Most eCommerce websites provide shipping options via third party delivery companies (such as DHL, FedEx, Royal Mail). Should any issues arise with delivery i.e. damaged goods in transit, late delivery times or non delivery of items, it reflects poorly on the organisation that the consumer bought the products from, even if the organisation itself had no control over the delivery process. This can pose some problems for an organisation as the consumer will contact the organisation that sold the goods who then in turn need to deal with the shipping company whilst also refunding or reshipping the consumer.

Lower Prices

Due to the fact that consumers can easily compare the prices of products and services on other eCommerce websites, that makes it easy for consumers to figure out where they can get the products they want at the cheapest price.

Price plays a huge role in enticing consumers in to shops and on to eCommerce websites and as a result, retailers often try to undercut each other and sell products at a price cheaper than their competitors both to attract consumers, keep existing customers loyal and also to use it in marketing material i.e. “cheapest price guaranteed” or “we’re cheaper than xyz rival for this product”.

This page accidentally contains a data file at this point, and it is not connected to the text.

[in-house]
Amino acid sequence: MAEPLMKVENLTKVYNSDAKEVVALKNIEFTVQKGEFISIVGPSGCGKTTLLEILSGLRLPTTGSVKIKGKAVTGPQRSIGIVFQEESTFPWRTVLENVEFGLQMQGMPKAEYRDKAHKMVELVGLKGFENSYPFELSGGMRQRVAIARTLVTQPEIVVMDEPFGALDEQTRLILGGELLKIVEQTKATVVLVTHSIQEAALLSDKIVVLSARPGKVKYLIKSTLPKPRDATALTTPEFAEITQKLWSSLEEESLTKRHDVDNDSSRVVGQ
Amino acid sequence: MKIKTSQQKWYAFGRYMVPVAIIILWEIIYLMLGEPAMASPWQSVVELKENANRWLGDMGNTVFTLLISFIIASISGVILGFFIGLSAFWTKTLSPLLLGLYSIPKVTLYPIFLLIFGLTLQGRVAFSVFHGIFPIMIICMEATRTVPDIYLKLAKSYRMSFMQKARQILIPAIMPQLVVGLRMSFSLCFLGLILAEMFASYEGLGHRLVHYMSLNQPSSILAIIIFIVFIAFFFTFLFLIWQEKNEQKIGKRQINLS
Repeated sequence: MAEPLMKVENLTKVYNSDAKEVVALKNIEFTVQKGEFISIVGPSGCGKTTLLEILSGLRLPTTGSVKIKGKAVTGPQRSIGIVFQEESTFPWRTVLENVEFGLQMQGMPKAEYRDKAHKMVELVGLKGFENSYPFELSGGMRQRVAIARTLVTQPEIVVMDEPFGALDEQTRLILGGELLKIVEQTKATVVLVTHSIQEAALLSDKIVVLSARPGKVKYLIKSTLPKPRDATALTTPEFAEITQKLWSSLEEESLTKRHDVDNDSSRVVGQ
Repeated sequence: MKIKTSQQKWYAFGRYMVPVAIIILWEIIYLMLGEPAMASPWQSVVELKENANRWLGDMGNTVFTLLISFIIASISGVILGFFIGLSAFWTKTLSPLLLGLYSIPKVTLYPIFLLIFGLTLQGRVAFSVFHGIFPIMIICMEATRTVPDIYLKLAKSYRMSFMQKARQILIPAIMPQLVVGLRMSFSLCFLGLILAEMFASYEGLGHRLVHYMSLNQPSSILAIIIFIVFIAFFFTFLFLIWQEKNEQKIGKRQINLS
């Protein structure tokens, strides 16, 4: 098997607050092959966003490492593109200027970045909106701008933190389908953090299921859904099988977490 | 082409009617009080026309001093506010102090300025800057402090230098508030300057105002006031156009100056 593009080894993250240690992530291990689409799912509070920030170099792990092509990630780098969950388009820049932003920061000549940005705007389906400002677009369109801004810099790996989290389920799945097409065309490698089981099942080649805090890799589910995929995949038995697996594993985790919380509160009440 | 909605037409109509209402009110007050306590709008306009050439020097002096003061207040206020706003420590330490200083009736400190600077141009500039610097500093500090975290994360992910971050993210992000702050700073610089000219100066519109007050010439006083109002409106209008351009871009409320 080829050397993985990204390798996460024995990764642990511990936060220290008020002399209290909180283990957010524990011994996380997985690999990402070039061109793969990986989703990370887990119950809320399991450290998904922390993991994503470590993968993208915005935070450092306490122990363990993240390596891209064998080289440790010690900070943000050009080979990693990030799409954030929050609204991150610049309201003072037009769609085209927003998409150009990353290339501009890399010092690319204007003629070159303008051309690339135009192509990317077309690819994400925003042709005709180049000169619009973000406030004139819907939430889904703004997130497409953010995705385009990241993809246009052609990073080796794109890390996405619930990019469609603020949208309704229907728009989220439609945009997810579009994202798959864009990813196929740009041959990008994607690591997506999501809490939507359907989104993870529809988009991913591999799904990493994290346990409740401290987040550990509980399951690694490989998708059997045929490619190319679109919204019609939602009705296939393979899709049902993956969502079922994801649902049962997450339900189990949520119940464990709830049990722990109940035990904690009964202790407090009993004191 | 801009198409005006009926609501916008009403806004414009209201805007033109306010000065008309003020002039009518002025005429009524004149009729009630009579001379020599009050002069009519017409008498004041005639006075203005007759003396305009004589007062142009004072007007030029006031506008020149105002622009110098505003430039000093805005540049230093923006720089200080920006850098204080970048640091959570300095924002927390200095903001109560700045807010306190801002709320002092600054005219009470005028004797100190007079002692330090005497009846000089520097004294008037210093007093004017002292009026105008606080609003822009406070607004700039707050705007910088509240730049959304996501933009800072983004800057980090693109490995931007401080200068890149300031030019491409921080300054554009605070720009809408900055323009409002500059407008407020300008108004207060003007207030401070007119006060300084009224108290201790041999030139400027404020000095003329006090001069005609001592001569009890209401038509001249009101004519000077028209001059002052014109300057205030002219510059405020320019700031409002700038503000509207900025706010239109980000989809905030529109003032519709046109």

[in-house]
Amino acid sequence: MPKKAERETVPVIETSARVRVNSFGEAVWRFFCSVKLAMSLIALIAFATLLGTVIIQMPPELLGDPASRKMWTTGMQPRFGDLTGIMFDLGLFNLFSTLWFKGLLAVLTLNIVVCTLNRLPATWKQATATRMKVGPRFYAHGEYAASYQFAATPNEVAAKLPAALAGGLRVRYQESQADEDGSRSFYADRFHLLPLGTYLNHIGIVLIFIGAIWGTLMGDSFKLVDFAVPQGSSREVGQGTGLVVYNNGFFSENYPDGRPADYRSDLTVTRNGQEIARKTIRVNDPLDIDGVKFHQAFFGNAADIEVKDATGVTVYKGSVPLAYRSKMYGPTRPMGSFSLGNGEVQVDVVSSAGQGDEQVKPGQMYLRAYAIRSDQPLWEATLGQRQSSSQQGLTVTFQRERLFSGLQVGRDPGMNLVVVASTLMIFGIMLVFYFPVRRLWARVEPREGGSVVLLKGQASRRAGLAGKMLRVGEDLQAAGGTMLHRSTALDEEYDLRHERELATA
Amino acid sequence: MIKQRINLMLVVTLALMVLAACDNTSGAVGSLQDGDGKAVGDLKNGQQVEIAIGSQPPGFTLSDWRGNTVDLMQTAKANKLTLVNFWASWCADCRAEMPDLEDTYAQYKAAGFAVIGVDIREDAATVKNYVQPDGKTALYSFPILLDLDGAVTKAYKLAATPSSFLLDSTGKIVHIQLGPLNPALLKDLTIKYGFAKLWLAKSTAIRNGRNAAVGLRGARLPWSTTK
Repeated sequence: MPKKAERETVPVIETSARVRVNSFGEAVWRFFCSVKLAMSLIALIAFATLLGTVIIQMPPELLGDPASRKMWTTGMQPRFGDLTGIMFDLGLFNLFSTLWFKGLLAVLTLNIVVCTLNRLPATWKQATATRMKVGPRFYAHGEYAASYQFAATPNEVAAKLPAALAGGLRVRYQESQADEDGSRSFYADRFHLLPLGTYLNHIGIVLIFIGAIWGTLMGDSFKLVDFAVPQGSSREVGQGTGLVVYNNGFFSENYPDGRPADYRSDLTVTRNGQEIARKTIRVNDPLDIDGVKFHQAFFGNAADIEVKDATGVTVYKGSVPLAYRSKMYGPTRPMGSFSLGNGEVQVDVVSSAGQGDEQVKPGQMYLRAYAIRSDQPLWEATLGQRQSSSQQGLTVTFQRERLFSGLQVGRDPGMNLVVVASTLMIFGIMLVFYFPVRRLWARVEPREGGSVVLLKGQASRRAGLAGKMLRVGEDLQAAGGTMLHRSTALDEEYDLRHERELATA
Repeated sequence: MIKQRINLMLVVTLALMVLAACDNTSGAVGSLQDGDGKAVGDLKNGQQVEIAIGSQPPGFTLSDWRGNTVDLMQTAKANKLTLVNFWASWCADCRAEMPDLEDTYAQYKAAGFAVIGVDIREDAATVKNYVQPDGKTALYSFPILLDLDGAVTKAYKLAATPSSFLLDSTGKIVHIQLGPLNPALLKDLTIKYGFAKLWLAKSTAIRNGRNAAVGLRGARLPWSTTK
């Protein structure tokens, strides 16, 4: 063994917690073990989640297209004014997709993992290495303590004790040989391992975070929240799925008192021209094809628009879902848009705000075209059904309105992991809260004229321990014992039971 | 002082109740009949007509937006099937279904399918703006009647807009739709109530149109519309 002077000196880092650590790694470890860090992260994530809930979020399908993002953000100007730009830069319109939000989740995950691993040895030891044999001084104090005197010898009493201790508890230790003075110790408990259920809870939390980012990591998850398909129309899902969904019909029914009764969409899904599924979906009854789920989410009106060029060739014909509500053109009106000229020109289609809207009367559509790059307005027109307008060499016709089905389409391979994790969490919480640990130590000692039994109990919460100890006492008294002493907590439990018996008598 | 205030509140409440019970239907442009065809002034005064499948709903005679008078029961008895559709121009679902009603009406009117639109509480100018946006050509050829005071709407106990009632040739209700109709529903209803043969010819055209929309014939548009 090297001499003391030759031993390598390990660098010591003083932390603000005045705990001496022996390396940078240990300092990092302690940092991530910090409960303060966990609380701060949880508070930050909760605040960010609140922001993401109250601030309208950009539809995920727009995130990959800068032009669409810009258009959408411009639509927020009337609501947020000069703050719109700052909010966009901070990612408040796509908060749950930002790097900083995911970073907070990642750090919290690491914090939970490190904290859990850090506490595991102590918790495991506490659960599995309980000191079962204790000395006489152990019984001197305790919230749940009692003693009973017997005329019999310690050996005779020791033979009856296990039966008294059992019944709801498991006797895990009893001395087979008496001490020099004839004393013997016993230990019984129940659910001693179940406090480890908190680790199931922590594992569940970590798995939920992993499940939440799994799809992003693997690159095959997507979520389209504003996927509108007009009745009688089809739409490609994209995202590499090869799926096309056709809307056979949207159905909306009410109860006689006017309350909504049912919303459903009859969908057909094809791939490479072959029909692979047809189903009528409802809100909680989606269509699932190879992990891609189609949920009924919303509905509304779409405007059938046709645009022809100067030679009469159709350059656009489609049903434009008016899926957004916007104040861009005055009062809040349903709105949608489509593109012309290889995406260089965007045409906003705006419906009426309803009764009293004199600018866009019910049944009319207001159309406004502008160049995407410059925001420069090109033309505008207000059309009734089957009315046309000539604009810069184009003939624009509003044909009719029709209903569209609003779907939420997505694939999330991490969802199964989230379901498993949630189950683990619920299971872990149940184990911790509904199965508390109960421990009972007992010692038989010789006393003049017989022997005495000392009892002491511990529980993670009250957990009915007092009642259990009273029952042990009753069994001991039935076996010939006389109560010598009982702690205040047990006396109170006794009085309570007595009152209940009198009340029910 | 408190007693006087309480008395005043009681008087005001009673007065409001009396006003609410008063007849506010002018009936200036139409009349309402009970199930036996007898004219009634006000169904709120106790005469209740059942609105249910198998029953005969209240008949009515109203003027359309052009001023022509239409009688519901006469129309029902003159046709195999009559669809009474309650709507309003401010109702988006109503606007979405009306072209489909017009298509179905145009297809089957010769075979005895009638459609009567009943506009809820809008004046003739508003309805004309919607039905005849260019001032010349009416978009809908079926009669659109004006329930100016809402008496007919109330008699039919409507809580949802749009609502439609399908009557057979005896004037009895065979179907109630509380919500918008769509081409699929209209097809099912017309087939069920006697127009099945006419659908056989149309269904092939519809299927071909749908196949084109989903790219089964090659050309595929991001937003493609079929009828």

If an eCommerce store’s prices are consistently lower than the competition (with the same level of service and support), consumers will often talk on social media, forums, blogs and product comparison sites and share deals or links to that organisation’s store, thus helping to generate more publicity.

If lots of organisations are selling similar products, it becomes difficult to maintain high profit margins and so whilst lower prices are great for consumers, they can make it difficult for organisations to compete.

Security Issues

Security often plays a hidden but critical role in the running of any successful eCommerce website. Website security often gets overlooked by customers, management and even developers but as soon as a security breach occurs, everyone will know about it and it becomes PR nightmare for any organisation to deal with. When it comes to security, prevention is always better than cure.